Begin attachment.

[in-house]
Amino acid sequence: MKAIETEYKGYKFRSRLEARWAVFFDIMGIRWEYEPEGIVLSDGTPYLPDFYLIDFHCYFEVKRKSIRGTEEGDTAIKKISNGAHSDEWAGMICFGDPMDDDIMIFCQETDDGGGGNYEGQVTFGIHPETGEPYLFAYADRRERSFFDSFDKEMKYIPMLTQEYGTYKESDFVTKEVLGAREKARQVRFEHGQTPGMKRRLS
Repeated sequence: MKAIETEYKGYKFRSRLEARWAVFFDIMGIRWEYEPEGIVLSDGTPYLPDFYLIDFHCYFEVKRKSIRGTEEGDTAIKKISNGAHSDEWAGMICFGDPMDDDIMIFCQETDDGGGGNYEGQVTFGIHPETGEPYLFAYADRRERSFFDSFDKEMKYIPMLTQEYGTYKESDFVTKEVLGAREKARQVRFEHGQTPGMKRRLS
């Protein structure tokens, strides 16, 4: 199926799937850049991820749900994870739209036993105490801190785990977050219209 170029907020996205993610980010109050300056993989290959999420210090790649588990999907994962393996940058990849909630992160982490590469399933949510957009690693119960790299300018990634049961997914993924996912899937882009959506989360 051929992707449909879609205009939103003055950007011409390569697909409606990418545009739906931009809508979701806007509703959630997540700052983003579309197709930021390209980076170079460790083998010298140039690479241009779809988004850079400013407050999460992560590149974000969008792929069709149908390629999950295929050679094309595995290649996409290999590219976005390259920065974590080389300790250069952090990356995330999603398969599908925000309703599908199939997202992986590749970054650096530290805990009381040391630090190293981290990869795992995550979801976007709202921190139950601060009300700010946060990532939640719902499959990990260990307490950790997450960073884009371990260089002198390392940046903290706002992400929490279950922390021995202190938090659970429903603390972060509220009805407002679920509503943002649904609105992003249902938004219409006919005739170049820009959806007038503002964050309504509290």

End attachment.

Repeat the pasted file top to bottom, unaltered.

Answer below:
[in-house]
Amino acid sequence: MKAIETEYKGYKFRSRLEARWAVFFDIMGIRWEYEPEGIVLSDGTPYLPDFYLIDFHCYFEVKRKSIRGTEEGDTAIKKISNGAHSDEWAGMICFGDPMDDDIMIFCQETDDGGGGNYEGQVTFGIHPETGEPYLFAYADRRERSFFDSFDKEMKYIPMLTQEYGTYKESDFVTKEVLGAREKARQVRFEHGQTPGMKRRLS
Repeated sequence: MKAIETEYKGYKFRSRLEARWAVFFDIMGIRWEYEPEGIVLSDGTPYLPDFYLIDFHCYFEVKRKSIRGTEEGDTAIKKISNGAHSDEWAGMICFGDPMDDDIMIFCQETDDGGGGNYEGQVTFGIHPETGEPYLFAYADRRERSFFDSFDKEMKYIPMLTQEYGTYKESDFVTKEVLGAREKARQVRFEHGQTPGMKRRLS
């Protein structure tokens, strides 16, 4: 199926799937850049991820749900994870739209036993105490801190785990977050219209 170029907020996205993610980010109050300056993989290959999420210090790649588990999907994962393996940058990849909630992160982490590469399933949510957009690693119960790299300018990634049961997914993924996912899937882009959506989360 051929992707449909879609205009939103003055950007011409390569697909409606990418545009739906931009809508979701806007509703959630997540700052983003579309197709930021390209980076170079460790083998010298140039690479241009779809988004850079400013407050999460992560590149974000969008792929069709149908390629999950295929050679094309595995290649996409290999590219976005390259920065974590080389300790250069952090990356995330999603398969599908925000309703599908199939997202992986590749970054650096530290805990009381040391630090190293981290990869795992995550979801976007709202921190139950601060009300700010946060990532939640719902499959990990260990307490950790997450960073884009371990260089002198390392940046903290706002992400929490279950922390021995202190938090659970429903603390972060509220009805407002679920509503943002649904609105992003249902938004219409006919005739170049820009959806007038503002964050309504509290």